Patient satisfaction and discussion of smoking cessation during clinical visits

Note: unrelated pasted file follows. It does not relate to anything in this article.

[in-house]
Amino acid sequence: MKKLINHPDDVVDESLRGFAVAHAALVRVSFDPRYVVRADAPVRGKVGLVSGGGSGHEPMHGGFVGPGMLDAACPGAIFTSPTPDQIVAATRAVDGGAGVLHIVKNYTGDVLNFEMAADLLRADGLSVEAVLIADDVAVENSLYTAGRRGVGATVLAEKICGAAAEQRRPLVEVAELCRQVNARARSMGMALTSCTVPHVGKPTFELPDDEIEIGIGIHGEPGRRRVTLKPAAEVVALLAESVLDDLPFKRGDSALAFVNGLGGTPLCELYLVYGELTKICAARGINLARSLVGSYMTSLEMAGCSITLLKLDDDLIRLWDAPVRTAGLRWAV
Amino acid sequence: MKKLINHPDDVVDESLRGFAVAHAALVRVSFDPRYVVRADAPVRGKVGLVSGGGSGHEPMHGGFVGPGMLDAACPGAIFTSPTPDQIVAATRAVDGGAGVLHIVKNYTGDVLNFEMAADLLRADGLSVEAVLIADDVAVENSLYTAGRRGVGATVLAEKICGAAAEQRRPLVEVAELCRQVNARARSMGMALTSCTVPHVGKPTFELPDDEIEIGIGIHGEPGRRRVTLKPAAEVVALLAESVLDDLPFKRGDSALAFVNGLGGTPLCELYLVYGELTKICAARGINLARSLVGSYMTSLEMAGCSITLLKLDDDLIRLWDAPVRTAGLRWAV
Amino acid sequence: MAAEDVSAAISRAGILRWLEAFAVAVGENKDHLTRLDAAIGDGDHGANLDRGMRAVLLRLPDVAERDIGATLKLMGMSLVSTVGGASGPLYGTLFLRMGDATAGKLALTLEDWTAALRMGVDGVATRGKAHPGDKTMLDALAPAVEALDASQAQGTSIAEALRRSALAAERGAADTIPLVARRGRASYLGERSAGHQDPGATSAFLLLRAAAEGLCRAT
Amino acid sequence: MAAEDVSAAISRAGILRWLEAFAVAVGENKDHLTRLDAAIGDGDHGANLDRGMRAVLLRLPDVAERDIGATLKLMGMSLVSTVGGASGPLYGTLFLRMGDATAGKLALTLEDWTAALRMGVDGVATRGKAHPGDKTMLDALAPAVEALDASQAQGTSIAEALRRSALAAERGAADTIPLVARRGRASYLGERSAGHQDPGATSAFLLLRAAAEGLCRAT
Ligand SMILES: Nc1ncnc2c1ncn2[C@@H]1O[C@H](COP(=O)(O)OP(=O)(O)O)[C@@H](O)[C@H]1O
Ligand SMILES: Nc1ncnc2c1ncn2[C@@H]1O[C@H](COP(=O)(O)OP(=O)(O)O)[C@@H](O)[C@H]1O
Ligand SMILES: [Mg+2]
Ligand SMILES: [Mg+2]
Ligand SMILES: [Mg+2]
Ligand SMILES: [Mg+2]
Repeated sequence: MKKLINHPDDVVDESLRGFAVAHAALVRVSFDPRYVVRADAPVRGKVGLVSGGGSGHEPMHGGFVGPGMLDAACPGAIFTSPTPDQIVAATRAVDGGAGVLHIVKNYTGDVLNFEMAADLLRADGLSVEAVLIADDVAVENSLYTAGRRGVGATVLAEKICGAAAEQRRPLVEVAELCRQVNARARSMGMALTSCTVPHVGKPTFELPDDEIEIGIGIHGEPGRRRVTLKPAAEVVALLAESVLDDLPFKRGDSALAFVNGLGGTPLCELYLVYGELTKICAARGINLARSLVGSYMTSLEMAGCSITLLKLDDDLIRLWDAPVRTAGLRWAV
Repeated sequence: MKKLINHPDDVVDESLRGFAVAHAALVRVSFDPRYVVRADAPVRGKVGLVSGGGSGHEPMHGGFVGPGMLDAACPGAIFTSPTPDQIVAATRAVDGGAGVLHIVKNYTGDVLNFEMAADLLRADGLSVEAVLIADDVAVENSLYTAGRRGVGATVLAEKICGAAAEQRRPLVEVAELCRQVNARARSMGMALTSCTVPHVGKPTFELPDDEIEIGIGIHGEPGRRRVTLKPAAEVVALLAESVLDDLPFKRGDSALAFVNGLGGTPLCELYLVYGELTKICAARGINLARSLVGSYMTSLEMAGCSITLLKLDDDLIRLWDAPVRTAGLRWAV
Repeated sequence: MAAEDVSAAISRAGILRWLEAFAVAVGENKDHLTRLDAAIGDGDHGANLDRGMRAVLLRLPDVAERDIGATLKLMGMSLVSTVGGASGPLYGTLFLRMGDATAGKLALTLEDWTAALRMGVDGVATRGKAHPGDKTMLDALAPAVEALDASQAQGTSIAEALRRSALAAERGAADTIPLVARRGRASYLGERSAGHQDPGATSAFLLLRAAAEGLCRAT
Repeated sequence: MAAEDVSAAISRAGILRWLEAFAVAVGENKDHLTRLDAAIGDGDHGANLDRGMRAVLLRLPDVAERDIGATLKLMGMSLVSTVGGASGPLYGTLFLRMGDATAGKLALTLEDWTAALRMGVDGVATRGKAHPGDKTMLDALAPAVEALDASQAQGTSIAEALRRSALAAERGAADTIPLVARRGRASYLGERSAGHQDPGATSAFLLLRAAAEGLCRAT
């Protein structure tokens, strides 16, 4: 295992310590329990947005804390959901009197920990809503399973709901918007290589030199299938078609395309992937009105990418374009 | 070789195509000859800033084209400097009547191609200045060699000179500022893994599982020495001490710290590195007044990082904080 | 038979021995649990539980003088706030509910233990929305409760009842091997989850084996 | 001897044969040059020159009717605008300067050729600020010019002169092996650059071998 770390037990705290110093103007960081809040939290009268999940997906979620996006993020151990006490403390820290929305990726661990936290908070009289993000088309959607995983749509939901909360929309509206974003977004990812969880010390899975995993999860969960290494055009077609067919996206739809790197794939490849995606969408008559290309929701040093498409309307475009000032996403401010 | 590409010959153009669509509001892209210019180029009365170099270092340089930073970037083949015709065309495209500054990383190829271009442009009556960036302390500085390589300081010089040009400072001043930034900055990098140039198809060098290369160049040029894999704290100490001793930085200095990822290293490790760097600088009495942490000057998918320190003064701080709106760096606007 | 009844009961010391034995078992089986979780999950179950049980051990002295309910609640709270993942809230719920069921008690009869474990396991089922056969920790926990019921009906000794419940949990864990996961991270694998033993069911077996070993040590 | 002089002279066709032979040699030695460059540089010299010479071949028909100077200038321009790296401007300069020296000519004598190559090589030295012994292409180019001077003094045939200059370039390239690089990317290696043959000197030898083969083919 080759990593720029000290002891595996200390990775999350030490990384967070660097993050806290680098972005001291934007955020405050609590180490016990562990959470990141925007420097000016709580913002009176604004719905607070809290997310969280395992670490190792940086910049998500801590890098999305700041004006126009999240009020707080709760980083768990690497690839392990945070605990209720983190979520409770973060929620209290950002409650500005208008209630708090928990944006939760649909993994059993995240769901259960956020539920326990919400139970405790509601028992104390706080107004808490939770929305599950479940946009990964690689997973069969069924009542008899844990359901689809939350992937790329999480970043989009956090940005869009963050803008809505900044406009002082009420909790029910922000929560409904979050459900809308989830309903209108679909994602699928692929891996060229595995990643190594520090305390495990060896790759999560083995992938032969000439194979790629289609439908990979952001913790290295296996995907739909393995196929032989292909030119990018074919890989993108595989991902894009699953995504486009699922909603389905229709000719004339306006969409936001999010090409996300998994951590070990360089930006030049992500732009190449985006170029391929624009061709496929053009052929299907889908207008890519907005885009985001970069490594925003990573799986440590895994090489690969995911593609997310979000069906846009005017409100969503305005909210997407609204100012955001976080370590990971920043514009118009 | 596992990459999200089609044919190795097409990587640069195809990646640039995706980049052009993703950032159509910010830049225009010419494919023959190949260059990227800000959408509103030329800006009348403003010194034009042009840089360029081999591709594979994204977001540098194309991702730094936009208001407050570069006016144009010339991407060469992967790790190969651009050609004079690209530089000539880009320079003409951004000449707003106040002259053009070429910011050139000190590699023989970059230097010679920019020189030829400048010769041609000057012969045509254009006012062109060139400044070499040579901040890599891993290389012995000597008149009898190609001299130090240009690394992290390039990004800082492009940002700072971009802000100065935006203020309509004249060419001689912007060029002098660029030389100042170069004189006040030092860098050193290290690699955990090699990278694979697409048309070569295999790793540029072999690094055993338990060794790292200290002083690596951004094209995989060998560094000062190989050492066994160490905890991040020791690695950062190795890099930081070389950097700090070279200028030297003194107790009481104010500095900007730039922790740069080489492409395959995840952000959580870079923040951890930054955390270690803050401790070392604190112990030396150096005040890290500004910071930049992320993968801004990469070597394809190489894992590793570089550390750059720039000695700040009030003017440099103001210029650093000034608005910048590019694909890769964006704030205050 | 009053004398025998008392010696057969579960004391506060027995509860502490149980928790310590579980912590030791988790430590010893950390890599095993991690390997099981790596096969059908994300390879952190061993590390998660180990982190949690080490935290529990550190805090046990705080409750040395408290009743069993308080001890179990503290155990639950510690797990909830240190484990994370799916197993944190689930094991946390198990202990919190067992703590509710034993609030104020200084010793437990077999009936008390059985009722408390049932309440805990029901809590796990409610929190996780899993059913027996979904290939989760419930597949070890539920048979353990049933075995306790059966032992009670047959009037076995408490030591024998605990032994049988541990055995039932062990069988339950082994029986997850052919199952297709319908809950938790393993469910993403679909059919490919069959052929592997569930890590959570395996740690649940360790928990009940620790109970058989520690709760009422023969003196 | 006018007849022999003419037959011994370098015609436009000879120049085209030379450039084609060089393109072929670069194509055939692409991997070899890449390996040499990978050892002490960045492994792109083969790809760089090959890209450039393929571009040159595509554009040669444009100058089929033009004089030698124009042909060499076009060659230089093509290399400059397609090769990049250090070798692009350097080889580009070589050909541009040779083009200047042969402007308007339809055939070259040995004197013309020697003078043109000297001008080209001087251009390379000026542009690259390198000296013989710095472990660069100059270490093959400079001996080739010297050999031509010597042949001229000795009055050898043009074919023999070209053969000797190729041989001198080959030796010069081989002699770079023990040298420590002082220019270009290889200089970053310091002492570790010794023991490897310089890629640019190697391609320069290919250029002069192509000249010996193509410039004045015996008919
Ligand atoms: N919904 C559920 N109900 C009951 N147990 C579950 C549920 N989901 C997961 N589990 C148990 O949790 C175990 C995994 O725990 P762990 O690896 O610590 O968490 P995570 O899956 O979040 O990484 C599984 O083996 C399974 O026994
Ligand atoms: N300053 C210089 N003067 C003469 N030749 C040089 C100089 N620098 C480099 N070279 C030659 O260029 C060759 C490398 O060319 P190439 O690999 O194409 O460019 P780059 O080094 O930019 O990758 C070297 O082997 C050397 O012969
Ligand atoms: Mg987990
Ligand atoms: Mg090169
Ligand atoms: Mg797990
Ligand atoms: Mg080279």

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OBJECTIVE: To learn whether patients who smoke and who receive smoking cessation information during medical office visits were less likely to be satisfied with the smoking cessation help they received than patients who smoke but who did not receive such information. PATIENTS AND METHODS: A total of 3703 current cigarette smokers were identified by a mailing in November 1998 to 163,596 members of 2 Minnesota health plans, and 2714 (77.3%) responses to a 44-item questionnaire were available for analysis. Using hierarchical analysis to control confounding variables, we assessed the relationship between patient-reported smoking cessation support actions at the last physician visit and satisfaction "with the help received from your doctor about quitting smoking." RESULTS: Smokers were very satisfied (12.0%), satisfied (25.3%), neutral (48.6%), and dissatisfied or very dissatisfied (13.5%) with physician help. After controlling for other characteristics, the 1898 patients who reported that they had been asked about tobacco use or advised to quit during the latest visit had 10 percentage point greater satisfaction ratings and 5 percentage point less dissatisfaction than those not reporting such discussions (P<.001). Smokers reporting no interest in quitting at the time of the latest visit also demonstrated greater satisfaction in association with these actions. CONCLUSION: Smoking cessation interventions during physician visits were associated with increased patient satisfaction with their care among those who smoke. This information should reduce concerns of physicians or nurses about providing tobacco cessation assistance to patients during office visits.
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